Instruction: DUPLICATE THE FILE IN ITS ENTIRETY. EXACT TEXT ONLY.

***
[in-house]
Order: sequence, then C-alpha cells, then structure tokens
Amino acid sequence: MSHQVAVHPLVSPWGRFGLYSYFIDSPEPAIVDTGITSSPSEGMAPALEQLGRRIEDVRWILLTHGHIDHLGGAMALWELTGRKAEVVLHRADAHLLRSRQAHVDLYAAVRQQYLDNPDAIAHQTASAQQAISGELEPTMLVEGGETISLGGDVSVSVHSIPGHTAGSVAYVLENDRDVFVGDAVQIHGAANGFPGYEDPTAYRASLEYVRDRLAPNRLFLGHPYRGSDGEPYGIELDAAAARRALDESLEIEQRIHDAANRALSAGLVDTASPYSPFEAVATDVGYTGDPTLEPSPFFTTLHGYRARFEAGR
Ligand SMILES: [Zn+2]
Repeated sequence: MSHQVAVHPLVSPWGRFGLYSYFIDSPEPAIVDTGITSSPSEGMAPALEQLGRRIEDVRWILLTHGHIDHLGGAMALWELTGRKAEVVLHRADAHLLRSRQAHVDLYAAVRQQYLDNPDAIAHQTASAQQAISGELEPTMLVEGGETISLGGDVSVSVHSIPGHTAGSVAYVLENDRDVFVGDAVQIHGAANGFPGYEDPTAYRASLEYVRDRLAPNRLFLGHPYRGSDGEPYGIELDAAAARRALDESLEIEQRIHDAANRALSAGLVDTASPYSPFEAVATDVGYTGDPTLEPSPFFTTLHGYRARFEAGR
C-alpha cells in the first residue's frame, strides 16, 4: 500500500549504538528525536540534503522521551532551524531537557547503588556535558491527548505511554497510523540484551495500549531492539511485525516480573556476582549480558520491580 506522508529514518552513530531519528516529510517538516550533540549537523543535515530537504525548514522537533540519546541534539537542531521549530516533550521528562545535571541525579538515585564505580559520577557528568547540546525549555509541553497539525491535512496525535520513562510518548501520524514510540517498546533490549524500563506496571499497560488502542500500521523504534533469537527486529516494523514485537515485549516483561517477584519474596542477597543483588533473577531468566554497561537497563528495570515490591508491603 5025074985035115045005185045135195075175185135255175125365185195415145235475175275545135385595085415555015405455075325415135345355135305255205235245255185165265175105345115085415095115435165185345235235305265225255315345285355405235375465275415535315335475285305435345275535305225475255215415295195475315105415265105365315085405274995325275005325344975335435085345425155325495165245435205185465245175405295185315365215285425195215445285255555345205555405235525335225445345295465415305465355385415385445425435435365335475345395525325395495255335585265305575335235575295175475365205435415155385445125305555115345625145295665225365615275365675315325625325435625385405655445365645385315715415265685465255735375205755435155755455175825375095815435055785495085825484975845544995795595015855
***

[in-house]
Order: sequence, then C-alpha cells, then structure tokens
Amino acid sequence: MSHQVAVHPLVSPWGRFGLYSYFIDSPEPAIVDTGITSSPSEGMAPALEQLGRRIEDVRWILLTHGHIDHLGGAMALWELTGRKAEVVLHRADAHLLRSRQAHVDLYAAVRQQYLDNPDAIAHQTASAQQAISGELEPTMLVEGGETISLGGDVSVSVHSIPGHTAGSVAYVLENDRDVFVGDAVQIHGAANGFPGYEDPTAYRASLEYVRDRLAPNRLFLGHPYRGSDGEPYGIELDAAAARRALDESLEIEQRIHDAANRALSAGLVDTASPYSPFEAVATDVGYTGDPTLEPSPFFTTLHGYRARFEAGR
Ligand SMILES: [Zn+2]
Repeated sequence: MSHQVAVHPLVSPWGRFGLYSYFIDSPEPAIVDTGITSSPSEGMAPALEQLGRRIEDVRWILLTHGHIDHLGGAMALWELTGRKAEVVLHRADAHLLRSRQAHVDLYAAVRQQYLDNPDAIAHQTASAQQAISGELEPTMLVEGGETISLGGDVSVSVHSIPGHTAGSVAYVLENDRDVFVGDAVQIHGAANGFPGYEDPTAYRASLEYVRDRLAPNRLFLGHPYRGSDGEPYGIELDAAAARRALDESLEIEQRIHDAANRALSAGLVDTASPYSPFEAVATDVGYTGDPTLEPSPFFTTLHGYRARFEAGR
C-alpha cells in the first residue's frame, strides 16, 4: 500500500549504538528525536540534503522521551532551524531537557547503588556535558491527548505511554497510523540484551495500549531492539511485525516480573556476582549480558520491580 506522508529514518552513530531519528516529510517538516550533540549537523543535515530537504525548514522537533540519546541534539537542531521549530516533550521528562545535571541525579538515585564505580559520577557528568547540546525549555509541553497539525491535512496525535520513562510518548501520524514510540517498546533490549524500563506496571499497560488502542500500521523504534533469537527486529516494523514485537515485549516483561517477584519474596542477597543483588533473577531468566554497561537497563528495570515490591508491603 5025074985035115045005185045135195075175185135255175125365185195415145235475175275545135385595085415555015405455075325415135345355135305255205235245255185165265175105345115085415095115435165185345235235305265225255315345285355405235375465275415535315335475285305435345275535305225475255215415295195475315105415265105365315085405274995325275005325344975335435085345425155325495165245435205185465245175405295185315365215285425195215445285255555345205555405235525335225445345295465415305465355385415385445425435435365335475345395525325395495255335585265305575335235575295175475365205435415155385445125305555115345625145295665225365615275365675315325625325435625385405655445365645385315715415265685465255735375205755435155755455175825375095815435055785495085825484975845544995795595015855